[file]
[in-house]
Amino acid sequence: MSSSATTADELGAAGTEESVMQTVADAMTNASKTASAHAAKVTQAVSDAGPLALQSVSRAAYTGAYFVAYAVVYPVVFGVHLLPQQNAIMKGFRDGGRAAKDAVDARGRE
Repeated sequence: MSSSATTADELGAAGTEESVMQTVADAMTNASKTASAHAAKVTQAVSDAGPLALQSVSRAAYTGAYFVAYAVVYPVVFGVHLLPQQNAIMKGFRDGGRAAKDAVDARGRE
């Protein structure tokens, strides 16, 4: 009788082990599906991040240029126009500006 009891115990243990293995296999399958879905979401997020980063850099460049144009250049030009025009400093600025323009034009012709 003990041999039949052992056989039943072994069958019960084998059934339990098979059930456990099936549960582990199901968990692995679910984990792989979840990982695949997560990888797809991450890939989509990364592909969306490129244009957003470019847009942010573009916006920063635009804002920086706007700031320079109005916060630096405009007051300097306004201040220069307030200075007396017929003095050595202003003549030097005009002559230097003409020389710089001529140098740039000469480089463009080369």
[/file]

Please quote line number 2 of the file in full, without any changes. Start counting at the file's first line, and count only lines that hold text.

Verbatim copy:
Amino acid sequence: MSSSATTADELGAAGTEESVMQTVADAMTNASKTASAHAAKVTQAVSDAGPLALQSVSRAAYTGAYFVAYAVVYPVVFGVHLLPQQNAIMKGFRDGGRAAKDAVDARGRE